Jakarta OverPopulation?

Jun 22nd, 2010, in Opinion, by

Census figures unreliable, are Jakarta and Java are much less populated than is thought?

An Unreliable Census?

I’m a few years now in this interesting land, so I hope some credibility can be given to my possibily seditious ramblings to follow. Mainly, I don’t believe there are over 140 million people residing on beautiful Java.

Evidence…….well let’s start in Jakarta which I lived in for about a year. Traffic in the ‘Big Durian’ is undeniably horrendous during the rush hour. But this city is in my opinion a disaster in terms of urban planning and surfeit of anywhere approaching an adequate transport infrastructure.

Jakarta TrafficNorth-south this city requires to at least treble the current main arterial routes it currently has, at present all traffic is filtered into Jalan Sudirman/Gatot Subroto. Which is equivalent to a one horse town in my opinion.

The “jalan tikus” rat-runs only allow a temporary escape from this trapped pipe of road rage/numbing boredom. Manhattan has 11-13 equivalent routes bi-secting its narrow frame. What’s more it’s so difficult to get off these choked arterials, also added to the mix is a lack of overhead routes for those wishing to get from east-west across it, which means that an east-west journey of one mile “as the crow flies” can end up being 6 miles with an enforced detour via Semanggi roundabout.

There’s no train network to offer relief, then there’s bus-ways clogging up much of the limited viable road space, with the effect that Indonesia’s capital feels much more crowded then it actually is.

Jakarta HousesMore evidence, is the fact that nearly all of Jakarta is a low rise city of bungalows with decent size gardens to the fore and back. These are residents of the middle classes not the wealthy, who have pitched half acre plots in Menteng/Pluit/Kelapa Gading and much of South Jakarta.

Yet more evidence comes from Menteng which I once got lost in at 9.00 at night and had to drive around for 15 mins to find a pedestrian to point me in the right direction. So where in Jakarta do the huge swarming mass that keep the corrupt awake reside?

Muara Angke is possibly Jakarta’s most famous slum, and its tiny, no way there’s more than 30,000 people there. The railway lines and the adjacent humble abodes are shockingly thronged with humanity, but apart from one area near Senen, there is no great mass of people here. The back streets of Kota can be heavily populated, but look at the larger houses adjacent to the narrow laneways. Sorry but parts of London/NY feel as populated to me.

I could go on and on….but what I’m saying is that the population of Jakarta and maybe much of western Java which I am also familiar with is wrong.

My clinching evidence that the census is an unreliable reading is that my friend was counted three times. Once in Depok, where she formerly lived – confirmed by her brother still living there, then in Palu, Central Sulawesi, where she had returned to assist her dying mother as confirmed by her father, and now in Manado where she has been resident for three months.

I can go on and on mentioning more examples of people who told me they were double counted, and analysing small towns in Java that supposedly have populations of two million in their hinterlands, but I’ll leave my last example to Banten and its 9-10 million residents.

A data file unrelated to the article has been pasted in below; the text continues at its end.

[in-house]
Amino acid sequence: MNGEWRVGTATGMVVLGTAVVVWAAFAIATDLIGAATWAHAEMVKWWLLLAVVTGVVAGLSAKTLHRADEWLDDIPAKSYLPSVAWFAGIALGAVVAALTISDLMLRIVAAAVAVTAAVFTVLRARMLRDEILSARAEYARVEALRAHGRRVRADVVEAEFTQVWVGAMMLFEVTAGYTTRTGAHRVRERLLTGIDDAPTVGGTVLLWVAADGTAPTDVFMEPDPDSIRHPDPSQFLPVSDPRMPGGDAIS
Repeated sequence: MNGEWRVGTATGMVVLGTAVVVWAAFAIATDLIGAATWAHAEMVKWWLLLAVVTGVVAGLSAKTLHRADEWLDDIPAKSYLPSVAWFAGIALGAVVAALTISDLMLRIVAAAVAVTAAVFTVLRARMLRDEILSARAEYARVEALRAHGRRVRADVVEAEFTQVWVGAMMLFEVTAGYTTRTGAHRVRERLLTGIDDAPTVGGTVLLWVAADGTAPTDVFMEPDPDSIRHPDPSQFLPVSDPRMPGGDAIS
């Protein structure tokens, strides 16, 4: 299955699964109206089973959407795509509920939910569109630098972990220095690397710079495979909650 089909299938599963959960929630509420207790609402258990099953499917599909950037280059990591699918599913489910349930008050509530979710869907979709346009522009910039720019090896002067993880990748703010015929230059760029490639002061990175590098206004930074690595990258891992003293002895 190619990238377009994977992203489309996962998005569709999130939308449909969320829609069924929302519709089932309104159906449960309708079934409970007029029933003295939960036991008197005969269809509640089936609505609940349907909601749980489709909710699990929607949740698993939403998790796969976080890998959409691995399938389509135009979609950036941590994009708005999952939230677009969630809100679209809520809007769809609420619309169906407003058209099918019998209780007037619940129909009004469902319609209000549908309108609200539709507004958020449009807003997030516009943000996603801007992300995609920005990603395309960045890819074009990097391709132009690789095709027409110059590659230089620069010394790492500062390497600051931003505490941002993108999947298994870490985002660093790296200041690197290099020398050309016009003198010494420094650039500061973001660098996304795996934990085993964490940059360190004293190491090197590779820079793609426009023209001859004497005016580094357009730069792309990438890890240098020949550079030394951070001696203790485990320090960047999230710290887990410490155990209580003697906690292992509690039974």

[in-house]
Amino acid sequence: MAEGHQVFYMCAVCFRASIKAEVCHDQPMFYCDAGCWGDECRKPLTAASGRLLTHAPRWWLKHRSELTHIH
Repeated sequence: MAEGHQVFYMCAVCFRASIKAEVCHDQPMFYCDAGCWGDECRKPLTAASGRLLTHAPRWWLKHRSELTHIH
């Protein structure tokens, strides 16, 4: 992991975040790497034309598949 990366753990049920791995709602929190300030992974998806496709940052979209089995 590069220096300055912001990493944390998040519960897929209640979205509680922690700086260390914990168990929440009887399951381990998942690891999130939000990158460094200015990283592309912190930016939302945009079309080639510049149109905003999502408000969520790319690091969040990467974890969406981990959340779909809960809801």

TangerangBanten supposedly has about 9 million residents north of the railway line to Rangkasbitung – there are not a million people resident south of this railway line, with much of the area given over to the dwindling Javan Badak and threatened Badui people. Thus that area to the north, roughly the size of greater London, but mainly made up of farms and coastal paddies, has the same population as one of the western world’s most congested cities. Sorry can’t believe there are that many people in Tangerang and Serpong.

Sorry I don’t buy the population of western Java; and feel its deliberately distorted. If I’m right why would a legitimate government allow this practice, deliberate misleading?

37 Comments on “Jakarta OverPopulation?”

  1. john says:

    i wonder how many ppl indomie would estimate live in jkt? their market research team would probably be pretty accurate…

  2. j a says:

    No offense, but I think the figures from the Sensus Penduduk are more reliable than your estimates based on you getting lost in Menteng…

  3. timdog says:

    Is this piece hint-hint, nudge-nudging at one of Indonesia’s enduring conspiracy theories – the frankly rather silly idea that there is deliberate falsification of population data to keep Indonesia as a nominally Muslim-dominated country?

    It’s not all that unusual to hear people suggest that Indonesia is not actually a Muslim-majority country. “Look at the map!” these theorists squeal; “Look at how much geographical territory is Christian-dominated! How can this be a Muslim majority country?”
    Well, the answer to that is rather apparent if you actually go to Timor, Flores or Papua and take a look at the relative lack of fertile land and the consequent lack of population density when compared to Java or parts of Sumatra. It’s an unfortunate myth, and one, I think, that may prove useful to the kind of people who like to burn churches.

    I wouldn’t be surprised if nation-wide, Java-specific or Jakarta-only census figures are out by a factor of several millions, but I’m quite confident that the proportions, area by area, are accurate, and also, that given the scale any inaccuracies are negligable.